Somalia’s parliament is facing criticism Wednesday as it is weighing a controversial bill that would allow child marriage once a girl’s sexual organs mature, and forced marriage as long as a family gives their consent.
The measures are being put forward as more than 45% of young women in Somalia were married or “in union” before age 18, according to a United Nations analysis in 2014-15.
“[It] would represent a major setback in the fight against sexual violence in Somalia and across the globe” and should be withdrawn immediately, Pramila Patten, the U.N. special representative on sexual violence in conflict, said in a statement Tuesday.
Somalia's presidency and health ministry had no immediate comment Wednesday. It was not clear when the bill would be put up for a vote.
"We want to make sure it goes in line with Islamic law and traditions,” the deputy parliament speaker, Abdweli Mudey, said after the new bill emerged.
Activists have spent years trying to give more protections to women in Somalia, which the Associated Press says is one of the world’s most conservative countries.
The contentious new bill also comes as women’s rights groups openly worry that the coronavirus pandemic and related travel restrictions in Somalia have worsened violence against women and female genital mutilation. Nearly all Somali women and girls have been subjected to that practice, according to the Associated Press.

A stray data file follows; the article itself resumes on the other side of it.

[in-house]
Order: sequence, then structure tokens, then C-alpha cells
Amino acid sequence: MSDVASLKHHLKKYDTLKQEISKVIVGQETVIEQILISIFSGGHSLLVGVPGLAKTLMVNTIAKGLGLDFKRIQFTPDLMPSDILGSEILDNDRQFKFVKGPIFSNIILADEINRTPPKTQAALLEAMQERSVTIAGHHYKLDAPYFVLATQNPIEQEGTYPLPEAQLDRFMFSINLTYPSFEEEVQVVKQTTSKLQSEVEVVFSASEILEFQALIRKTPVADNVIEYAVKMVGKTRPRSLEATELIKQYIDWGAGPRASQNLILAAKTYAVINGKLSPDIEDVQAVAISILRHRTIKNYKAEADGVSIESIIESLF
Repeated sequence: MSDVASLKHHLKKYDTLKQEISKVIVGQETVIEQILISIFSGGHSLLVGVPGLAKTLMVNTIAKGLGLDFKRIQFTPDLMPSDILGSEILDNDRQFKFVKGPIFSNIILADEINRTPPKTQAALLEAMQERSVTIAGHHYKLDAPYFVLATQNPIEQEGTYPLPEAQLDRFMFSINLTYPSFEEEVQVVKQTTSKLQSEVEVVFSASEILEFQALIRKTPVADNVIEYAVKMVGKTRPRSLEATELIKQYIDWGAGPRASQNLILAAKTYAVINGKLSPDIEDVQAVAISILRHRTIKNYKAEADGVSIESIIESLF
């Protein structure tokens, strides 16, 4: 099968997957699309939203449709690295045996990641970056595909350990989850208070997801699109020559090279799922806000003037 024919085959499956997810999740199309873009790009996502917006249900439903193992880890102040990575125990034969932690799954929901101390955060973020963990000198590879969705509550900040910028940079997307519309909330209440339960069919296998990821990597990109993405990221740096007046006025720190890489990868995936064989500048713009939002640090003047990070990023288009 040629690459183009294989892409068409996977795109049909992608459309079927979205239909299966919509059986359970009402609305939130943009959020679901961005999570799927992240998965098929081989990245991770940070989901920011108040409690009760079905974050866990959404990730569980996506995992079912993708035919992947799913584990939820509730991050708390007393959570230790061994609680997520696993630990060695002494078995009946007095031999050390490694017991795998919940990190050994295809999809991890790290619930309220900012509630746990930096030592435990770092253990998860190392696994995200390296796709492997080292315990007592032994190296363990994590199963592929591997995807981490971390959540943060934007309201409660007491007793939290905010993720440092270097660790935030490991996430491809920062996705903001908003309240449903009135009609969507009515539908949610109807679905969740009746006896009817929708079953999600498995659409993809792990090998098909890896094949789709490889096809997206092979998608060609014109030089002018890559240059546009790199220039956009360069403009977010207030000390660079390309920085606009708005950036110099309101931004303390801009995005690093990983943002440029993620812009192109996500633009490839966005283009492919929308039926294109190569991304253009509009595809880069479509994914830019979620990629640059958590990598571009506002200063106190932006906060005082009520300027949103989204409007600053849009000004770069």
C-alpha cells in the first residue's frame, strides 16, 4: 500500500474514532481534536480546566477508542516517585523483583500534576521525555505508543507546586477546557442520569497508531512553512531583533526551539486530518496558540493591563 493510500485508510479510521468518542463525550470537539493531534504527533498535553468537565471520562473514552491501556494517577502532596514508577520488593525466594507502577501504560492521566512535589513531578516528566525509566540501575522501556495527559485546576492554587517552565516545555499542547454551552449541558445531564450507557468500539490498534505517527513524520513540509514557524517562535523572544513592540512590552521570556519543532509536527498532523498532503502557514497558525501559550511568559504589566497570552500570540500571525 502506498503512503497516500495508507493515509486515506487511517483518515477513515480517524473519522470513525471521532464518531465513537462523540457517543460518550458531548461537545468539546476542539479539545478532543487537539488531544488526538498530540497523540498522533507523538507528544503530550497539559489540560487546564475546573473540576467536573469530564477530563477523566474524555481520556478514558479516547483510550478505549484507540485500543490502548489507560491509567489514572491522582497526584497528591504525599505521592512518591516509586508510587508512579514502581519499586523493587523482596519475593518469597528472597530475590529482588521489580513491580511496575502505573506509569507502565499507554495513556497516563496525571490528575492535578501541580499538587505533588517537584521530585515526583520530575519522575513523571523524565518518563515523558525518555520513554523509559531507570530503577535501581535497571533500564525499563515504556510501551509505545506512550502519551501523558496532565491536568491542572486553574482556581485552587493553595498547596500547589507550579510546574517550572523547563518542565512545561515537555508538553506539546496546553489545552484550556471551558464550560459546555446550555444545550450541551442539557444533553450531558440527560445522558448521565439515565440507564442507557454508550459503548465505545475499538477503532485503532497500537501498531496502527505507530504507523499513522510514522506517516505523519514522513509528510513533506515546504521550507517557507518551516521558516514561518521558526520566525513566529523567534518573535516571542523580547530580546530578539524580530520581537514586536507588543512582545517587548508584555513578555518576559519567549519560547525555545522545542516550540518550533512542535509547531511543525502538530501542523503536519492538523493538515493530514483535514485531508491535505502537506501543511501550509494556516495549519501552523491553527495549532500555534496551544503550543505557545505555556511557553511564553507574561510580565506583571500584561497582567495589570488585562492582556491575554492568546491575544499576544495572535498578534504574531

Some 68% of more than 300 service providers across the country have reported an increase in gender-based violence, including rape since the pandemic began, the U.N. Population Fund said in a report last month.
In 2013, Somalia had agreed with the U.N. to improve its sexual violence laws, and after five years of work, a sexual offenses bill was approved by the Council of Ministers and sent to parliament.
But last year the speaker of the House of the People sent the bill back “in a process that may have deviated from established law” asking for “substantive amendments,” Patten said.
Now the new bill “risks legitimizing child marriage, among other alarming practices, and must be prevented from passing into law,” U.N. human rights chief Michelle Bachelet said this week, warning that its passage would “send a worrying signal to other states in the region.”
Meanwhile, thousands of people in Somalia are circulating a petition against the bill, including Ilwad Elman with the Mogadishu-based Elman Peace and Human Rights Center.
As Somalia prepared to mark International Youth Day on Wednesday, Elman tweeted this week: “I don’t wanna see any Somali officials participating online to celebrate... when you’re trying to steal their childhood away from them RIGHT NOW with the intercourse bill legalizing child marriage.”
The U.N. mission to Somalia in a separate statement has called the new bill “deeply flawed” and urged parliament to re-introduce the original one. That original bill “will be vital in preventing and criminalizing all sexual offenses,” the Somalia representative for the U.N. Population Fund, Anders Thomsen, said.
“Big moment for [members of parliament] to decide Somalia’s future values,” the British ambassador to Somalia, Ben Fender, has tweeted.
The Associated Press contributed to this report.